Churn results in Rhode Island also were mixed. The state adopted longer certification periods for its child care program, which was expected to reduce the number of families cycling on and off the program because most churn occurs at recertification,. Data confirmed this to be true. However, despite the efforts of a new statewide recertification unit, Rhode Island outcome data reveal an increase in SNAP churn at recertification. No change was observed in SNAP churn at the time of interim reporting, when families report any changes to their status. As a result of this finding, the state subsequently disbanded the recertification unit. The lack of results for SNAP in Rhode Island and child care in Idaho show that addressing churn is not easy, and it is important to track progress to ensure that efforts have the intended effect.
What Did It Take to Make Changes to Access and Integration?
States faced numerous challenges in their attempts to make meaningful and lasting improvements in the delivery of social services, according to both career civil servants within government and constituents outside government. Frequent turnover at the highest levels of state government, complex and entrenched bureaucracies, limited funding for social and health services (and related hiring freezes), and lengthy processes for changing laws and regulations can make it difficult to improve services and service delivery for working families seeking assistance. Multiple external pressures—from stakeholders, the federal government, the courts, state legislature, and others—created countervailing demands that either stymied change or led to contradictory mandates without a clear overall direction.
Despite these many challenges, states strategically seized opportunities to overcome obstacles and move in new directions. Their experiences show that large-scale change required leadership and vision, an outlined strategy to realize the vision, stakeholder cooperation and changes in agency culture, and use of data for planning and accountability. The structure of the WSS grant also provided resources and helped keep focus on the ambitious goals of the initiative (see box 2).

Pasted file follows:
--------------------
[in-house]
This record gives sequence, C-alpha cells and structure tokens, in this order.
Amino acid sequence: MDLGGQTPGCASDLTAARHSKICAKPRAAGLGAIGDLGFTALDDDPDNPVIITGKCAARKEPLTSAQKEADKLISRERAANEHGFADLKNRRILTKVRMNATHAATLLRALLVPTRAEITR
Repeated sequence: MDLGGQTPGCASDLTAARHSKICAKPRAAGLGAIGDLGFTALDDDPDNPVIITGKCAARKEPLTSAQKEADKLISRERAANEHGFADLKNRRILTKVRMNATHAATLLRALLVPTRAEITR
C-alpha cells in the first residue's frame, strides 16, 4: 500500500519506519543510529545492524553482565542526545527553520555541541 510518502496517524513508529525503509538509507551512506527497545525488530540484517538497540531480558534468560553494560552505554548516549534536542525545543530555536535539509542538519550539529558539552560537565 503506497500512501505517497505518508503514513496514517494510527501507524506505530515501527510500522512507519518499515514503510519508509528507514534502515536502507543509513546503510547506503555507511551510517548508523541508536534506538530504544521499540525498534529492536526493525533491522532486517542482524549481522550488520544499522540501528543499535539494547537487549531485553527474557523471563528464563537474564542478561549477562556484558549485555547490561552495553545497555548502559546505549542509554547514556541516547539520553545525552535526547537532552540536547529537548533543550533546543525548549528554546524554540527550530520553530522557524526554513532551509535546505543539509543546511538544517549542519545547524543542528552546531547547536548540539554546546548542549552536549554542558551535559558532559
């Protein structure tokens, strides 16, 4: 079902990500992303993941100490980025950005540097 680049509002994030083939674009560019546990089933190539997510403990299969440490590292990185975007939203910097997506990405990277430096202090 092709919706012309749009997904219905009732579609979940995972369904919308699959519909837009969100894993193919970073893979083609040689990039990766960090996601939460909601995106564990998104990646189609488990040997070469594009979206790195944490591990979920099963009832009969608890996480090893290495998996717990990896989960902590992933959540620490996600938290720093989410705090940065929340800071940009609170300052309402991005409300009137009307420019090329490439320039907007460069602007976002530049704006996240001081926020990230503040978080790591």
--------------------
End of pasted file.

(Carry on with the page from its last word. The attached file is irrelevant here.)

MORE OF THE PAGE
Leadership and Vision
Active leadership from high-level agency officials involved not only practical leadership but also each leader’s personal passion for implementing a shared vision and commitment to continuous improvement. Leaders driving the vision behind WSS changes typically were directors of state health and human services agencies, and cabinet secretaries had at least periodic direct involvement. A Colorado leader recognized the effect of leadership’s passion and vision on others: “Most people go into the work because they have some sense of a higher desire to help.” Reminding staff of this mission motivated and “refueled” them during the hard work of implementing changes.
WSS leaders persevered in the face of competing priorities and other challenges and emphasized continuous improvement as they tried to achieve both quick wins and lasting, large-scale changes in the delivery of social services. Agency staff frequently found it challenging to work on program simplification and alignment with all the other demands on their time. Resources such as staff time and the attention of leadership had to be divided between meeting ACA requirements under tight timelines and developing new technology systems. But even as states encountered these challenges and the growing pains of upgrading technology, they remained motivated by the strong vision of reducing unnecessary work for staff and making a measurable difference in customers’ lives. For more information on how leaders in two WSS states drove changes in state government, see Hahn et al. (2015).